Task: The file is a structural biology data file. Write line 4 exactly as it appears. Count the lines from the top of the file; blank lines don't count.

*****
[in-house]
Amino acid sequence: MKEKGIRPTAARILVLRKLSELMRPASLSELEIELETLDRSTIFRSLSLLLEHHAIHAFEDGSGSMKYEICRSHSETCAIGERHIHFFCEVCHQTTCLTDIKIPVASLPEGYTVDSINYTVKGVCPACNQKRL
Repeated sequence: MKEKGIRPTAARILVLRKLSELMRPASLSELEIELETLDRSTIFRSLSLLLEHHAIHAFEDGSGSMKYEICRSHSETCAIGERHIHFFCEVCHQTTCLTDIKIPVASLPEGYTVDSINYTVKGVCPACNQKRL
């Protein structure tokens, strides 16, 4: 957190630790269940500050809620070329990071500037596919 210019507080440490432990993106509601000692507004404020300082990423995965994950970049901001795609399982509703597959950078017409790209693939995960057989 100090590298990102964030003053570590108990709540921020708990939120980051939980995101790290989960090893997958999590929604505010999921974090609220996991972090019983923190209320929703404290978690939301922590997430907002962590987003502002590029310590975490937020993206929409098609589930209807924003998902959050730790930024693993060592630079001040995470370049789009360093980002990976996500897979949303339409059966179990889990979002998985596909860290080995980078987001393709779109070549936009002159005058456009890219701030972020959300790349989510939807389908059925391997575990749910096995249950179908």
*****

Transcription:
């Protein structure tokens, strides 16, 4: 957190630790269940500050809620070329990071500037596919 210019507080440490432990993106509601000692507004404020300082990423995965994950970049901001795609399982509703597959950078017409790209693939995960057989 100090590298990102964030003053570590108990709540921020708990939120980051939980995101790290989960090893997958999590929604505010999921974090609220996991972090019983923190209320929703404290978690939301922590997430907002962590987003502002590029310590975490937020993206929409098609589930209807924003998902959050730790930024693993060592630079001040995470370049789009360093980002990976996500897979949303339409059966179990889990979002998985596909860290080995980078987001393709779109070549936009002159005058456009890219701030972020959300790349989510939807389908059925391997575990749910096995249950179908």